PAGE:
Australia's highest profile unionist, Paul Howes, will resign from the union movement on Monday.
Sources within the Australian Workers Union confirmed on Sunday night that Mr Howes, its national secretary, would announce his departure.
It was not clear if Mr Howes, who could not be reached for comment on Sunday night, would stand down immediately or see out the remainder of his term as head of the union.
The AWU national executive is meeting in Perth this morning. Mr Howes is expected to hold a press conference early afternoon east coast time after meeting his executive.
He was re-elected its national secretary only last year. Mr Howes, 32, is engaged to Qantas executive Olivia Wirth and has, since announcing their relationship, been unwilling to comment on issues relating to the airline – in which his union has hundreds of members. Mr Howes and Ms Wirth will marry in April.
In September last year, Mr Howes pulled out of a bid to take a Senate seat to be vacated after the 2013 election by former foreign minister Bob Carr after hostile reaction from some Labor MPs.
Mr Howes' failure to secure pre-selection for the vacant Senate seat, which led to him falling out with his factional ally, former NSW Labor secretary and now Seantor Sam Dastyari, is said to be a key reason for his disaffection with the labour movement.
Mr Dastyari, current NSW Labor Party secretary and Shop, Distributive and Allied (SDA) workers union national secretary Joe de Bruyn threw their support behind former lower house MP Deb O'Neill, who re-emerged to take the Senate seat.
Mr Howes' relationship with Mr Shorten, now the Labor opposition leader, was damaged after Mr Shorten switched support to Mr Rudd before the 2013 federal poll.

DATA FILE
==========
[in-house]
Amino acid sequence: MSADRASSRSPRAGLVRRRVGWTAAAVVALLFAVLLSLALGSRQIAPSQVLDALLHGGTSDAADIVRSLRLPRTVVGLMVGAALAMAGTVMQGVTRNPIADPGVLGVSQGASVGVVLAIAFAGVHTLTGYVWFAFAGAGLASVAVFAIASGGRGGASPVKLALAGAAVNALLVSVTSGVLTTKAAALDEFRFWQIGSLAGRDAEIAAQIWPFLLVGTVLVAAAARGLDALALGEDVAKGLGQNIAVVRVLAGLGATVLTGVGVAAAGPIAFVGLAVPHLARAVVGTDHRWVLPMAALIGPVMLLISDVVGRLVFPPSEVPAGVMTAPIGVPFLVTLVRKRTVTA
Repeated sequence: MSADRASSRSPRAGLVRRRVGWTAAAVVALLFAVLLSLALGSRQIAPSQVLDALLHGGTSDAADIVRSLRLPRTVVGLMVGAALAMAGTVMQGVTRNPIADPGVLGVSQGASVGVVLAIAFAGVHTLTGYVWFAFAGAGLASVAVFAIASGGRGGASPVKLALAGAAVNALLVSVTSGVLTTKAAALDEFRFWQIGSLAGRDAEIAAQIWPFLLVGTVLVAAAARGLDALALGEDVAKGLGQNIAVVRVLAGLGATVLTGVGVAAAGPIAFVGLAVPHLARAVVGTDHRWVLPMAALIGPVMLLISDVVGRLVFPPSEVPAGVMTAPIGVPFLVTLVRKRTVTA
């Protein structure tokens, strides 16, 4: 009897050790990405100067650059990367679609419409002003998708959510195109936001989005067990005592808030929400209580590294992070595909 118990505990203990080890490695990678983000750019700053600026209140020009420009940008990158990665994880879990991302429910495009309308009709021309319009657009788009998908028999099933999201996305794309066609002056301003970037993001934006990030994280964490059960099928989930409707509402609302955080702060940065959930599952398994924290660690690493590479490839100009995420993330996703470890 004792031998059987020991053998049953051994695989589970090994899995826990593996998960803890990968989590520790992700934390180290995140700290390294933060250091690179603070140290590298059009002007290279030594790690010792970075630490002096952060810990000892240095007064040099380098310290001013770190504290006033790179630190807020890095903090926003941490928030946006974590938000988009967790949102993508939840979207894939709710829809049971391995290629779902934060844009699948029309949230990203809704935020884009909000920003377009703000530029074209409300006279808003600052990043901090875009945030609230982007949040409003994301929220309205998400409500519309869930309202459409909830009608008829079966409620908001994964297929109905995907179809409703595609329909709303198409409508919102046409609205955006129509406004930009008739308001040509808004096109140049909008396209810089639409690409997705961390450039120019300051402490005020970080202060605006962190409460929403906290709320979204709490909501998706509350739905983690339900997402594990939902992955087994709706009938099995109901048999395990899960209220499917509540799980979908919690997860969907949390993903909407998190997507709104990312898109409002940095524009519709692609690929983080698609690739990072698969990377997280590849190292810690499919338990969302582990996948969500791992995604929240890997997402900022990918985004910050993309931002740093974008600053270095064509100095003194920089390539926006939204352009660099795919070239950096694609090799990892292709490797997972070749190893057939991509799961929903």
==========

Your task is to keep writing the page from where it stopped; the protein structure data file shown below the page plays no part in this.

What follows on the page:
The union leader also enraged many in the union movement in February when he called for a ''grand compact'' between unions and business in a speech that also created a political headache for Mr Shorten.
Mr de Bruyn paid tribute to Mr Howes work with the union but said the decision to go could dent his future political ambitions.
''I regard him as a person of enormous potential and I told him that while he obviously commented on political affairs, if he stayed in the trade union movement he would go a long way,'' he said.
''It makes it much harder for him to get into the political arena because he will no longer have a union base to launch his career in politics.
''There has been speculation around for a while [that he could quit] but it does come as a big surprise to me.''
Federal Education Minister Christopher Pyne on Monday singled out Mr Howes for his policy ideas, saying he would be welcome in the nation’s parliament.
''He certainly has a lot more ideas about the future of Australia and what needs to be done about policy than the current crop of people who represent the Labor Party in Canberra,'' Mr Pyne told reporters. ''He would be very welcome here, but that is a matter for the Labor Party.''
Mr Howes has led the union since 2007 when Mr Shorten entered Parliament and is expected to be replaced by assistant national secretary Scott McDine. He leaves the union movement as the Abbott government launches a royal commission into union corruption.
Often touted as a ''faceless man'', his support for former prime minister Julia Gillard was instrumental in her toppling of Kevin Rudd in June 2010. He stayed loyal to Australia's first female PM in her leadership battles with Mr Rudd.
In November 2010, Mr Howes wrote Confessions of a Faceless Man: Inside Campaign 2010, an autobiographical analysis of the election and 18 months in Australian politics.
Apart from his AWU role, Mr Howes is deputy chairman of Australia's largest industry super fund, AustralianSuper, a member of the Labor Party's national executive, vice-president of the ACTU, director of the Chifley Research Centre and the McKell Institute and represents the Asia Pacific Region on the executive committee of the IndustriALL Global Union.
The Australian Financial Review reports that Mr Howes is expected to resign from all of his political duties.
The story Paul Howes expected to stand down from union movement first appeared on The Sydney Morning Herald.